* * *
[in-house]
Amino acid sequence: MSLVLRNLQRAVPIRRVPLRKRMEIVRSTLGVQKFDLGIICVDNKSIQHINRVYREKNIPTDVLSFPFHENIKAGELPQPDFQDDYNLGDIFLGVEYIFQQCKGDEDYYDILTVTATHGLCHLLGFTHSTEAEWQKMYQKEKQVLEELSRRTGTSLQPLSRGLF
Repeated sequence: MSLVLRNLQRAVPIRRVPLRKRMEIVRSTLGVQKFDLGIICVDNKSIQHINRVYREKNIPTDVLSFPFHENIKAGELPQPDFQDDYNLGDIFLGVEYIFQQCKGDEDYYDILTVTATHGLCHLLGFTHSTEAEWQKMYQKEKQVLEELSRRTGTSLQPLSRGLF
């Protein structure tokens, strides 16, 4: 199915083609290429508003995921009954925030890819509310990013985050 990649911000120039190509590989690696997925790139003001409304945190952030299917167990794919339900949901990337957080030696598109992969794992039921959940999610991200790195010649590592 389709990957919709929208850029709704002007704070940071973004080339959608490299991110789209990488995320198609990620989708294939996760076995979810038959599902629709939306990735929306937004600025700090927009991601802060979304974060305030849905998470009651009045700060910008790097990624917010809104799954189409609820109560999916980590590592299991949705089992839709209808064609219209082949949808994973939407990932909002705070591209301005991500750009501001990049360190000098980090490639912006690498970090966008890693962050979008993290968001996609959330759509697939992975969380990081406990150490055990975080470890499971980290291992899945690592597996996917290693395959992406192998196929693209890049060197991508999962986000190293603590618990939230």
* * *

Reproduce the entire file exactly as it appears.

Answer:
[in-house]
Amino acid sequence: MSLVLRNLQRAVPIRRVPLRKRMEIVRSTLGVQKFDLGIICVDNKSIQHINRVYREKNIPTDVLSFPFHENIKAGELPQPDFQDDYNLGDIFLGVEYIFQQCKGDEDYYDILTVTATHGLCHLLGFTHSTEAEWQKMYQKEKQVLEELSRRTGTSLQPLSRGLF
Repeated sequence: MSLVLRNLQRAVPIRRVPLRKRMEIVRSTLGVQKFDLGIICVDNKSIQHINRVYREKNIPTDVLSFPFHENIKAGELPQPDFQDDYNLGDIFLGVEYIFQQCKGDEDYYDILTVTATHGLCHLLGFTHSTEAEWQKMYQKEKQVLEELSRRTGTSLQPLSRGLF
């Protein structure tokens, strides 16, 4: 199915083609290429508003995921009954925030890819509310990013985050 990649911000120039190509590989690696997925790139003001409304945190952030299917167990794919339900949901990337957080030696598109992969794992039921959940999610991200790195010649590592 389709990957919709929208850029709704002007704070940071973004080339959608490299991110789209990488995320198609990620989708294939996760076995979810038959599902629709939306990735929306937004600025700090927009991601802060979304974060305030849905998470009651009045700060910008790097990624917010809104799954189409609820109560999916980590590592299991949705089992839709209808064609219209082949949808994973939407990932909002705070591209301005991500750009501001990049360190000098980090490639912006690498970090966008890693962050979008993290968001996609959330759509697939992975969380990081406990150490055990975080470890499971980290291992899945690592597996996917290693395959992406192998196929693209890049060197991508999962986000190293603590618990939230």